Vail Daily column: Carfentanil, a synthetic opioid, has come to Eagle County
The flowers were in full bloom and lined the walkway with the cheeriness of spring. The knock on the door produced a well-dressed woman with a welcoming smile on her face. Upon hearing the news, she collapsed to the floor, sobbing uncontrollably: Her baby girl is not coming home — ever.
“The only decision you’ll ever have will be the first.” For some, addiction to drugs is immediate; for others, it is a longer process. Ultimately, it conquers everyone. Now, there is a new game in town.
Lives have been devastated across the country, and it has circled Eagle County like a vulture, ready to pounce on its next prey, yet many don’t even know its name. It can kill a person within minutes. A slight whiff, or dust on the fingers, can immediately slow respiration and heart rate until it stops. So deadly is this drug, that a shot will bring down an elephant. Even if the victim survives, there is a strong possibility of permanent brain damage due to a lack of oxygen.
Carfentanil is a synthetic opioid that is 100 times more potent than fentanyl and 10,000 times stronger than morphine. An amount smaller than a grain of salt can kill you. Everything from heroin to marijuana is being laced with this new drug. It was developed in 1974 as a tranquilizer for large game animals weighing five to six tons. Vets at zoos are familiar with its potency and use extreme caution while handling. According to the Washington Post, the Buffalo Field Campaign, which protects bison in Yellowstone National Park, says the drug is so powerful that humans shouldn’t even eat the meat of animals sedated with it.
Carfentanil is clear, odorless and virtually undetectable by its victims. Most are unaware they are ingesting a lethal poison. It comes in liquid, powder, spray, tablet and even paper form. Some compare its toxicity to nerve gas. Like other illegal drugs, there is no ability to detect what additives have been included in the making. It also has no socioeconomic boundaries. When your child leaves home to attend a party, what they eat or drink could be laced with this chemical opioid.
The Eagle County Sheriff’s Office has established a countywide drug task force, working closely with local police departments, first responders and hospitals, help save lives and deter distribution of this and other dangerous illegal drugs. However, since skin contact in itself can be lethal, special precautions must be taken during an overdose emergency.
There is also increasing concern that terrorists can use carfentanil as a chemical weapon. It’s easily obtainable and can be released as an aerosol in populated centers such as malls or transit stations. Deaths are spreading across the country, and in places including Ohio, it is quickly approaching catastrophic levels.
While carfentanil increases a drug dealer’s profit margin, it is also killing off their client base, which is bad for business, so even they are becoming more cautious.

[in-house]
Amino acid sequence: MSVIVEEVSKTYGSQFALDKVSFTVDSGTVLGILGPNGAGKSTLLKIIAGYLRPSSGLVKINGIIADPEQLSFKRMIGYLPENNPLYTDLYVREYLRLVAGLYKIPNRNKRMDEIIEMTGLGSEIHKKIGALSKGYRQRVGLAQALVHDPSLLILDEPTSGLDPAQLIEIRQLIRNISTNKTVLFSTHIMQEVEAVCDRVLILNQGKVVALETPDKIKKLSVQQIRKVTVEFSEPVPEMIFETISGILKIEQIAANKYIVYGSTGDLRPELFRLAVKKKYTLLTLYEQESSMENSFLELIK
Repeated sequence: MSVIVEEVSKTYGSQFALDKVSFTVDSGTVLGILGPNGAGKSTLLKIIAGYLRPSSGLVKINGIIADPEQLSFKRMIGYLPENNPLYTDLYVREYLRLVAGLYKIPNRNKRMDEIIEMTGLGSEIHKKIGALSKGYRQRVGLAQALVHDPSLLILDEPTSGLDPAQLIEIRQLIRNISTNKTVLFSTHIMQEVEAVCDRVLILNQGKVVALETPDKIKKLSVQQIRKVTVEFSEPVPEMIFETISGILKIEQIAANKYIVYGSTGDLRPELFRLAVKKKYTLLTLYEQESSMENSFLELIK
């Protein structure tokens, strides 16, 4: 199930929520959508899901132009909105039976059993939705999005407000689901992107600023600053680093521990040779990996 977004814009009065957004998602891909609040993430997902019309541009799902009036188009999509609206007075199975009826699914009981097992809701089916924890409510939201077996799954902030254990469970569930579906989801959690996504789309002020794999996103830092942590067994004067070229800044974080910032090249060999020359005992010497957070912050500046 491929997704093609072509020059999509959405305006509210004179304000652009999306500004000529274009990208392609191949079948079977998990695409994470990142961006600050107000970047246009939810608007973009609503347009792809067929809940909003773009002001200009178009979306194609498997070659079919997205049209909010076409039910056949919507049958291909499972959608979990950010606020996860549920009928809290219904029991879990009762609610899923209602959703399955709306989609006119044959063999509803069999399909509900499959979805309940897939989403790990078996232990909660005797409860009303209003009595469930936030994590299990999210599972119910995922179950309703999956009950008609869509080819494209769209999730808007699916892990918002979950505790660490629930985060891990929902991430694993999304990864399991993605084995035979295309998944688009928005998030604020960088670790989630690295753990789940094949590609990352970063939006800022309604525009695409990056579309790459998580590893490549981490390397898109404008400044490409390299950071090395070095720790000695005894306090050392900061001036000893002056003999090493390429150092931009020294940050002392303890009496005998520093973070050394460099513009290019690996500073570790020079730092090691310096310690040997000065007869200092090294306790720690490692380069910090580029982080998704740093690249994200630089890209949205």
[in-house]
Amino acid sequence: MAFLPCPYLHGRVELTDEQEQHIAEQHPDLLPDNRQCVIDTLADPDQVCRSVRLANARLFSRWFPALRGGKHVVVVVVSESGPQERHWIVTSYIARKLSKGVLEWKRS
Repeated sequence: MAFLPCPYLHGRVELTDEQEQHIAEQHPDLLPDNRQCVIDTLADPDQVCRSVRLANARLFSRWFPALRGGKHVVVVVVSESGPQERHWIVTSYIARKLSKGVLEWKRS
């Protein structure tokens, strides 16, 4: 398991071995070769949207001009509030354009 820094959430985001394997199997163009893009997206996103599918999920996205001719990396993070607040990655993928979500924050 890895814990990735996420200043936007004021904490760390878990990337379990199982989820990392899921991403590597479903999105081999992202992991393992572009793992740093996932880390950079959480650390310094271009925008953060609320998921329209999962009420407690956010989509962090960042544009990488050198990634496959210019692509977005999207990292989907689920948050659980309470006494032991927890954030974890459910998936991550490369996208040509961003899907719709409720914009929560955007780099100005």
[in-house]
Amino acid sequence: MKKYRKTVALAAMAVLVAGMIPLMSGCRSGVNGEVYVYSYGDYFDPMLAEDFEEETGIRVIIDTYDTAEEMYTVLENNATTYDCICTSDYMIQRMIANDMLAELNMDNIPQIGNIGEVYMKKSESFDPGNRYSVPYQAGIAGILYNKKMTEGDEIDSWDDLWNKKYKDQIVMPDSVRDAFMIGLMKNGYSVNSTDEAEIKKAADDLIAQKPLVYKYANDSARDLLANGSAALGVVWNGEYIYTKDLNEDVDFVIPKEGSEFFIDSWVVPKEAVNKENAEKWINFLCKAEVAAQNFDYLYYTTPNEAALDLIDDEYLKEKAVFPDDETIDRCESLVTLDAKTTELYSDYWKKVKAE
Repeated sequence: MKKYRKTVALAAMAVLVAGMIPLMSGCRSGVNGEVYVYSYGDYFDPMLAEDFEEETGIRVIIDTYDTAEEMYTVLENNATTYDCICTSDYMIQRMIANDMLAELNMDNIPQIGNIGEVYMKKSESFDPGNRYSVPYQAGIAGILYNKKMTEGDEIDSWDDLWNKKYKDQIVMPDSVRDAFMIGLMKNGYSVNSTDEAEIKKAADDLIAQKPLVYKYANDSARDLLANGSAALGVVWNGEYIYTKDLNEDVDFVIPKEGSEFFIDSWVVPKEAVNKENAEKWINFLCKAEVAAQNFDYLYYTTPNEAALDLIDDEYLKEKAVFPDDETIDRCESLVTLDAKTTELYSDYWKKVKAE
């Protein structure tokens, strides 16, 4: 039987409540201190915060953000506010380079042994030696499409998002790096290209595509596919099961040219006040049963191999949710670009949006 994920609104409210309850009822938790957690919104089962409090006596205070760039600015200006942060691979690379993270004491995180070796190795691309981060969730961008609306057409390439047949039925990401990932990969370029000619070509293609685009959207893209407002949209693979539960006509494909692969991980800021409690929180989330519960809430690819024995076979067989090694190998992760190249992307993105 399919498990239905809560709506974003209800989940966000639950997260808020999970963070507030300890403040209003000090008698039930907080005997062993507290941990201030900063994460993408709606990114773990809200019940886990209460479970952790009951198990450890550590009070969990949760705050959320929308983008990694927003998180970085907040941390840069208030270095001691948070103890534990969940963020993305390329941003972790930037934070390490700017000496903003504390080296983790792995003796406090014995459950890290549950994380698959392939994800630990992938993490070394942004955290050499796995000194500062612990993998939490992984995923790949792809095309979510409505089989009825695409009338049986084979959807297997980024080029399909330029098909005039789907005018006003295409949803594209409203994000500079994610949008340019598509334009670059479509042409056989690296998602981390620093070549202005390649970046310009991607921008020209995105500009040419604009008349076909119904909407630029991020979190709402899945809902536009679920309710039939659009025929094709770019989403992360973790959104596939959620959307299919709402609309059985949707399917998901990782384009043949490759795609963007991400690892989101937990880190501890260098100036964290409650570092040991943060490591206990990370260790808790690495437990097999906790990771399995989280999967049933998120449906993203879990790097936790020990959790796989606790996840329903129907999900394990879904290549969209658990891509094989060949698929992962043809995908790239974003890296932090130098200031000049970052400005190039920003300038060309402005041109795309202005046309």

Where does carfentanil come from? Most arrives from China, where it is not considered a controlled substance and is manufactured legally and sold over the internet. Reportedly, in 2016 the Royal Canadian Mounted Police seized one kilogram of carfentanil shipped from China in a box labelled “printer accessories,” and the Canada Border Services Agency reported that the shipment contained 50 million lethal doses of the drug, enough to wipe out its entire population. Carfentanil is the nuclear bomb of drugs.
According to a report by CBS news, a saleswoman from Jilin Tely Import and Export Co. wrote in an email, “We can supply carfentanil for sure. It’s one of our hot sales products.” China has done nothing to curtail its international sales and distribution. According to that same report, carfentanil is banned from the battlefield under the Chemical Weapons Convention. No illegal smuggling network is needed, as vendors recommend shipping by the state-owned China Postal Express & Logistics Co.
One of the most effective counter measures, for those who have ingested carfentanil, is to administer the opioid antidote Narcan, which is a nasal spray version of Naloxone. Narcan treats the respiratory depression caused by the opioid overdose, and while carfentanil requires five times the amount, Narcan’s effect is immediate and will last 30 to 60 minutes, providing additional time to reach a hospital. Narcan works by blocking the opioid messages to the brain and restoring normal breathing, but it only lasts minutes, while the effects of carfentanil last for hours. Medical intervention is critical to survival.
The Eagle County Sheriff’s Office is on the front lines, fighting this latest threat to our community and ever vigilant on its deadly potential in areas of public security. Be cautious — no one should end their day in the morgue.
James van Beek is the Eagle County sheriff. You can reach him at email@example.com.
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